Team of architects, urbanists and IT specialists from Kaunas University of Technology (KTU), Lithuania, are developing a user-friendly software, which will allow to determine readability of urban areas. The readability index comprising of several factors, can be used for determining area safety, for monitoring and modifying usage of city districts, for providing factual information on the qualities of urban spaces.
Today, digital tools are being used literally in every step of our life: from food ordering, parking and plane boarding to voting. With the help of various digital platforms, the discussion about locations for monuments, city areas’ usage or heritage protection tends to involve citizens. The cities become more and more digital worldwide.
“Our software can be used for various purposes: for determining the potential crime level in certain areas, to find the correlations between the visitor flow in urban spaces and readability, and other elements. The tool might be useful when deciding where to place a certain attraction for it to be visited by the optimal number of people, and how to reorganize city structure in order to hide some of its areas”, says professor Kęstutis Zaleckis of KTU Faculty of Civil Engineering and Architecture.
KTU researchers have installed several alterations into an existing original space syntax model (Hillier, Peponis and others), and now are working on a software, which will enable to transform complex data on urban areas into visual user-friendly information. The method being developed by KTU researchers is normalized, which means that it can be used for comparison of any cities of the world.
Distance, number of windows and territorial boundaries predict safety
“People perceive space not only passively, looking, but also moving in it. Although it is not difficult to determine how far is an object in a range of 100 or 200 meters, the judgment becomes inaccurate if a person needs to turn around the corner. Environmental psychologists claim that if a person needs to turn several times to reach an object, he or she thinks that the distance is longer”, says professor Zaleckis.
The readability index, being developed by KTU researchers provides insight into how people perceive urban areas. According to professor Zaleckis, the low readability areas, which are located at a fair distance, or are not easily reachable, which have small amount of windows and doors, and which are transit spaces rather than closed territories, are perceived as unsafe. Such areas are not attractive to people, the perspective of communal activities there is almost doomed.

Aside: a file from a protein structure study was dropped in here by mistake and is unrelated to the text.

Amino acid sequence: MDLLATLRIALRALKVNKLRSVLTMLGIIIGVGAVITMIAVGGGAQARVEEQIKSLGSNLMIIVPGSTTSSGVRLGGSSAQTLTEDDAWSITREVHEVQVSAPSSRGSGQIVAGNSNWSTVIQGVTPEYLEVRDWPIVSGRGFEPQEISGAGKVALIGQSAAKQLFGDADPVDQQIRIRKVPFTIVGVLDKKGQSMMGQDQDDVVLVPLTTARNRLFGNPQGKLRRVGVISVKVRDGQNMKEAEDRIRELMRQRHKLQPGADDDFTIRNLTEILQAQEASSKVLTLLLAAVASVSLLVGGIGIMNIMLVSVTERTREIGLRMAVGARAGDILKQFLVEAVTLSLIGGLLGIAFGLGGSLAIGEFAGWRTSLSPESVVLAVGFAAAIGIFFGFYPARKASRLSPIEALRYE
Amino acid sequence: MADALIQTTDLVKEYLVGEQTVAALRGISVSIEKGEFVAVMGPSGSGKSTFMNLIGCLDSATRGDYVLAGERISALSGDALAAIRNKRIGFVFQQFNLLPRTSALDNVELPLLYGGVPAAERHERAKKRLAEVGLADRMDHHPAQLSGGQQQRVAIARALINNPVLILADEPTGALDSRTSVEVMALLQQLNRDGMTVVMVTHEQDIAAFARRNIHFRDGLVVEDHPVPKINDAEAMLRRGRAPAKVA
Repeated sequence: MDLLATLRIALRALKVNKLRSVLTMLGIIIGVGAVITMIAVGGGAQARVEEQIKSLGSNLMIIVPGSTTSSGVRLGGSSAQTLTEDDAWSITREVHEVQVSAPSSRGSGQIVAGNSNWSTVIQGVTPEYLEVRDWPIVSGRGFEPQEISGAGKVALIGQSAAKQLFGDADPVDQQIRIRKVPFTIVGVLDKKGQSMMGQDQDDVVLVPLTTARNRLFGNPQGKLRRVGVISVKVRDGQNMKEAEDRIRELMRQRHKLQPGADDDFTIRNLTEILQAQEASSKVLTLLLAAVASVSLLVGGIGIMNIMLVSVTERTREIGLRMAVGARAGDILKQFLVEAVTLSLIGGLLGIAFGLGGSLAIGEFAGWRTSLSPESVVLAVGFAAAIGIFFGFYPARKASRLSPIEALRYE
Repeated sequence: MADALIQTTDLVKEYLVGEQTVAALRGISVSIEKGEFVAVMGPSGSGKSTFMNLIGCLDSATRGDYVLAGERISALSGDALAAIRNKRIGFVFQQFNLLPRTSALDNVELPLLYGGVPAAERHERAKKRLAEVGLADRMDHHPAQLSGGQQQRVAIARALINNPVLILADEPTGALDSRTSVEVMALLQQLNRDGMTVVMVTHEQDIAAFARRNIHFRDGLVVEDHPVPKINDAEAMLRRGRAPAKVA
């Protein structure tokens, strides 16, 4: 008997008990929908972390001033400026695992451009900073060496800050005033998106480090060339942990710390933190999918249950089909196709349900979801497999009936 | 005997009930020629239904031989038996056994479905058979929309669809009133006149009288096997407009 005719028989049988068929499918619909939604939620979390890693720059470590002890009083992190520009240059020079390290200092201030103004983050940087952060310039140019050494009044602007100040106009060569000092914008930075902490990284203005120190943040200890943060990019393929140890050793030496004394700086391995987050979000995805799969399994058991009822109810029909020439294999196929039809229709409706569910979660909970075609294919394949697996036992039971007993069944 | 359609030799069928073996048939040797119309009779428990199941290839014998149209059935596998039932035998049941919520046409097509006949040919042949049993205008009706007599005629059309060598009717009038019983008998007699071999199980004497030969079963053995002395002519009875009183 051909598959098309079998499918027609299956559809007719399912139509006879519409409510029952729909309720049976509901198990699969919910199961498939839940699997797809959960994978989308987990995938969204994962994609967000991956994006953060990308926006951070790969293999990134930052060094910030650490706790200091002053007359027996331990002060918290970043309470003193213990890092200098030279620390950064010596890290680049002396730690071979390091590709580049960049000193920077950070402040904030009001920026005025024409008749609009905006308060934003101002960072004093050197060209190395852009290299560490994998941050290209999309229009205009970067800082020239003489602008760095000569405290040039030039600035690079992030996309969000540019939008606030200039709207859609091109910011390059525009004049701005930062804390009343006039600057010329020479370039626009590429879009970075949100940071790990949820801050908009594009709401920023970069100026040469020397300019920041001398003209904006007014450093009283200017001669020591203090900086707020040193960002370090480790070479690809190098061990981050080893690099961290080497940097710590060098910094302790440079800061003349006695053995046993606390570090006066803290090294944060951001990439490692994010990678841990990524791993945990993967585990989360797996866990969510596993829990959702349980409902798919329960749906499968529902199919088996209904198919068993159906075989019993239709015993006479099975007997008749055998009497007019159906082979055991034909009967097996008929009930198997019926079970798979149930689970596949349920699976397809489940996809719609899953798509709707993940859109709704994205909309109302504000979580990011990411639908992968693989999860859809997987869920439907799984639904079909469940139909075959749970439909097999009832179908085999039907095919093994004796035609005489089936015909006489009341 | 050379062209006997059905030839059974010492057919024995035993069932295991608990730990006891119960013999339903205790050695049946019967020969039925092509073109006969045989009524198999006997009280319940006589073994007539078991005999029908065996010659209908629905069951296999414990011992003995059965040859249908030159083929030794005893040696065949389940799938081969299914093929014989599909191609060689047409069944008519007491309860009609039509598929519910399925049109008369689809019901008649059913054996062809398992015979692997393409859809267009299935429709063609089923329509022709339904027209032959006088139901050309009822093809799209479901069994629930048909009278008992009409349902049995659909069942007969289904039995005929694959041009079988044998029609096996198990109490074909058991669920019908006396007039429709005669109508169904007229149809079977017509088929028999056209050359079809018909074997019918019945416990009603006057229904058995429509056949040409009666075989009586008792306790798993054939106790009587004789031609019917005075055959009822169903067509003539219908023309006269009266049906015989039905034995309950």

The lowest readability is characteristic to block houses’ district, which are a common feature of the post-soviet cities.
“Human beings need to have their own territory to feel safe, this is determined by our nature. If the bloc-house district had cultivated gardens and lawns, the atmosphere and social functions in these areas would change. For example, in America, it is common to have a nicely tended lawn, but not a fence in front of a house”, says the architect, KTU researcher Zaleckis.
Different areas – different lifestyles
KTU team is developing the software of urban areas’ readability based initially on Kaunas (Lithuania) data. Now they have analyzed around 30 cities from various countries and periods of time.
According to urbanists, the readability, and, as a consequence, life different districts of a city are very different. In the old town the most readable areas, which attracted the greatest flows of visitors traditionally were the squares, and this corresponds to the logic of a medieval, quite closed city. Whereas, in the new town, based on the concept of the 19th century urbanism, the streets and crossroads are the most readable.
“The regulations for heritage restoration and conservation, especially in Lithuania, are usually too static: they may have strict rules about how tall the buildings can be, but might not take into account the city dynamics. For example, the widening of the streets in the old town, which makes it similar to the new town and changes the city logic, can be more damaging to the social functioning of the city than the buildings’ height”, says professor Zaleckis.
For any city in the world
The architect, professor Zaleckis is pleased that the discussion about the usage of public city spaces begins to involve the general public. According to him, researchers might be considered as valuable partners in the discussion about urban areas involving municipalities, urban planners and other stakeholders.
“The software, which is being developed by KTU team together with international partners, aims to provide a normalized, globally usable tool for any city in the world. Historical visual information of an urban area can provide inspiration for its reconstruction and city planning projects”, says professor Zaleckis.
KTU researchers are planning to further develop the urban areas’ readability projects together with partners from UCL Institute for Sustainable Heritage, The Bartlett (United Kingdom), Delft University of Technology (the Netherlands), University of Naples (Italy).
KTU researchers also cooperate with Kaunas 2022: European Capital of Culture 2022 team on the project of revival and promotion of Kaunas modernism heritage.